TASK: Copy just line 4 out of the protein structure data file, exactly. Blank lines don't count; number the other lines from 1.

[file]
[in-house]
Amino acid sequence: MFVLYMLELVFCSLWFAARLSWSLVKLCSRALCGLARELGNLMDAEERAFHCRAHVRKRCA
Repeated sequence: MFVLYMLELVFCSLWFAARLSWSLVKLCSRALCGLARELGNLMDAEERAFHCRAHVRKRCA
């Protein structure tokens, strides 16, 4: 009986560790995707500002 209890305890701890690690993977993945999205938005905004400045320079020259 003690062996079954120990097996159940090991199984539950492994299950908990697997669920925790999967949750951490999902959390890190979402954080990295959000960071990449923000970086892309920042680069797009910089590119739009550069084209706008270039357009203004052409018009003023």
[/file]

């Protein structure tokens, strides 16, 4: 009986560790995707500002 209890305890701890690690993977993945999205938005905004400045320079020259 003690062996079954120990097996159940090991199984539950492994299950908990697997669920925790999967949750951490999902959390890190979402954080990295959000960071990449923000970086892309920042680069797009910089590119739009550069084209706008270039357009203004052409018009003023």